Public transportation strike leaves thousands stranded
The Jakarta Post Jakarta
Hundreds of public minivan drivers went on strike on Friday, leaving thousands of workers unable to get home at the end of the workday.
The drivers, who began the action after Friday prayers, demanded the city administration increase public transportation fares by an average of 15 percent following the government's decision to increase fuel prices by an average of 29 percent beginning March 1.
"I hope the administration will immediately adjust public transportation fares so our income will not drop," said Parlan, 35, who drives a minivan between Tanah Abang, Central Jakarta, and Meruya, West Jakarta.
He said that before the fuel price hike, he could take home at least Rp 50,000 (US$5.56) a day, but his income had dropped by nearly 50 percent since the price increases.
Jermal, 30, a driver on a minivan on the route between Kampung Melayu, East Jakarta, and Pondok Gede, Bekasi, also complained about a drop in income since the fuel hike policy.
He said that some days he did not take home any money because the higher fuel prices meant he had to pay as much as Rp 35,000 more for fuel.
Minivan drivers on routes in South Jakarta, West Jakarta, East Jakarta and Bekasi took part in Friday's action.
The drivers are demanding that fares be increase from Rp 1,800 to Rp 2,400.
Some public buses and minivans on different routes in the city unilaterally increased their fares by 10 percent to 15 percent following the fuel price hike.
Commuters trying to get to Meruya, Kebayoran Lama and the surrounding areas were left stranded by the strike.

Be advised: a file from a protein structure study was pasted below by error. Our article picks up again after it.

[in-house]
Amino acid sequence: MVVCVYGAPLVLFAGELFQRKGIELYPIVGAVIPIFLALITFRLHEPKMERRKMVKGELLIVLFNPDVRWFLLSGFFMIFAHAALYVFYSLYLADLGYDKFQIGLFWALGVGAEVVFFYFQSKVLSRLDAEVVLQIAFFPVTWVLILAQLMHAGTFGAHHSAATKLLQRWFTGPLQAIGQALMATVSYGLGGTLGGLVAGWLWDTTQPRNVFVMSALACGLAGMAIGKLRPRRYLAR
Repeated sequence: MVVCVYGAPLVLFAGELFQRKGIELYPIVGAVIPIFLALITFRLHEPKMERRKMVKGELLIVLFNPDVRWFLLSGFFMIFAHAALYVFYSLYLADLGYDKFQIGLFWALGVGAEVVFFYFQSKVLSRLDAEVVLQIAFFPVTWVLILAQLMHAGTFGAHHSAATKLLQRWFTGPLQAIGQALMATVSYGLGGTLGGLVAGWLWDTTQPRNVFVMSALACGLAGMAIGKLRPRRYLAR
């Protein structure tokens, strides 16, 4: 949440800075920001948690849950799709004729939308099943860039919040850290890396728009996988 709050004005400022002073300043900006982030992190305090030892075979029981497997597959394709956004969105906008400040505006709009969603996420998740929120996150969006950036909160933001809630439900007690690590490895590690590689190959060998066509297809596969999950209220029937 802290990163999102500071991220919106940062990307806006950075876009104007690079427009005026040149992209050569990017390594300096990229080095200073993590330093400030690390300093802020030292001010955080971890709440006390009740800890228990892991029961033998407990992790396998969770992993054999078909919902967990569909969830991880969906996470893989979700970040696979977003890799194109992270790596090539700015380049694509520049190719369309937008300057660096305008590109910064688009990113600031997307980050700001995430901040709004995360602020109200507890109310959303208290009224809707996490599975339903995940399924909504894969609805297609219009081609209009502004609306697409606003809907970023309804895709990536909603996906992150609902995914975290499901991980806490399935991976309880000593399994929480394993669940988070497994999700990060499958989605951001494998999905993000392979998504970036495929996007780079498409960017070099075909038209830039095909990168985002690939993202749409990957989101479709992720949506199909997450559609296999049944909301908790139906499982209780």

"I did not know that they would go on strike. I took minivan No. 11 (serving Tanah Abang-Meruya) this morning," said Yani, 23, who works in an office on Jl. Gatot Subroto, South Jakarta. She ended up going home on an ojek motorcycle taxi.
Hundreds of ojek gathered at traffic intersections and other public areas to ferry stranded commuters home.
For a trip from Slipi to Maruya, the average price of an ojek was Rp 20,000, much higher than the Rp 2,000 for a minivan.
City Transportation Agency head Rustam Effendy Sidabutar said earlier this week that his office had made preparations in the event that public transportation drivers went on strike.
He said 111 military trucks and buses and 250 buses owned by the city administration were ready to be deployed in the event of any.
But none of these vehicles were deployed on Friday. Many people ended up walking home from the office, while others were forced to spend more money for an ojek.
The chairman of the Jakarta branch of the Organization of Land Transportation Owners, Herry Rotty, declined to comment on the strike, saying he had no information on the matter.
"I will ask for information about the strike from other Organda members," he told the Post.